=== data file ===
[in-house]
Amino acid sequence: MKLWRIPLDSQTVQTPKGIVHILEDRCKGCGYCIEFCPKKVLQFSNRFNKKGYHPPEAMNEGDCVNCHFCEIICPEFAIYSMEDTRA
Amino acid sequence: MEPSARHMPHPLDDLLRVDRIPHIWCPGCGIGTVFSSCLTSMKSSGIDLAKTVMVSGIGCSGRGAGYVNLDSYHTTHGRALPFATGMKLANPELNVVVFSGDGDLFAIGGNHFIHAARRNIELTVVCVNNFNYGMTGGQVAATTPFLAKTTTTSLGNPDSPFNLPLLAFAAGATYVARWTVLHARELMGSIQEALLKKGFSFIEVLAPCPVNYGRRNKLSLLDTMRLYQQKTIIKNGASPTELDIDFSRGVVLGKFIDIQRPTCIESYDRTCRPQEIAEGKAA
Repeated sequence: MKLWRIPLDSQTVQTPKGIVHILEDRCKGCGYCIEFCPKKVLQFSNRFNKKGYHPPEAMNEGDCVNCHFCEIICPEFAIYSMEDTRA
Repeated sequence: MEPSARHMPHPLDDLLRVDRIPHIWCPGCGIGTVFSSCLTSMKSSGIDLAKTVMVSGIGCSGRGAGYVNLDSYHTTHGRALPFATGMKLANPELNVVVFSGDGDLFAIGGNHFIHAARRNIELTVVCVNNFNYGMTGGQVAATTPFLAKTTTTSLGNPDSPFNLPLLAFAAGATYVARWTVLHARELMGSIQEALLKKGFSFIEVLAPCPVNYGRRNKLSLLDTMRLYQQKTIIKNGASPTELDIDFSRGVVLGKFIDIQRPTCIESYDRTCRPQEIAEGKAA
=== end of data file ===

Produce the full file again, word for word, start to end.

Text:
[in-house]
Amino acid sequence: MKLWRIPLDSQTVQTPKGIVHILEDRCKGCGYCIEFCPKKVLQFSNRFNKKGYHPPEAMNEGDCVNCHFCEIICPEFAIYSMEDTRA
Amino acid sequence: MEPSARHMPHPLDDLLRVDRIPHIWCPGCGIGTVFSSCLTSMKSSGIDLAKTVMVSGIGCSGRGAGYVNLDSYHTTHGRALPFATGMKLANPELNVVVFSGDGDLFAIGGNHFIHAARRNIELTVVCVNNFNYGMTGGQVAATTPFLAKTTTTSLGNPDSPFNLPLLAFAAGATYVARWTVLHARELMGSIQEALLKKGFSFIEVLAPCPVNYGRRNKLSLLDTMRLYQQKTIIKNGASPTELDIDFSRGVVLGKFIDIQRPTCIESYDRTCRPQEIAEGKAA
Repeated sequence: MKLWRIPLDSQTVQTPKGIVHILEDRCKGCGYCIEFCPKKVLQFSNRFNKKGYHPPEAMNEGDCVNCHFCEIICPEFAIYSMEDTRA
Repeated sequence: MEPSARHMPHPLDDLLRVDRIPHIWCPGCGIGTVFSSCLTSMKSSGIDLAKTVMVSGIGCSGRGAGYVNLDSYHTTHGRALPFATGMKLANPELNVVVFSGDGDLFAIGGNHFIHAARRNIELTVVCVNNFNYGMTGGQVAATTPFLAKTTTTSLGNPDSPFNLPLLAFAAGATYVARWTVLHARELMGSIQEALLKKGFSFIEVLAPCPVNYGRRNKLSLLDTMRLYQQKTIIKNGASPTELDIDFSRGVVLGKFIDIQRPTCIESYDRTCRPQEIAEGKAA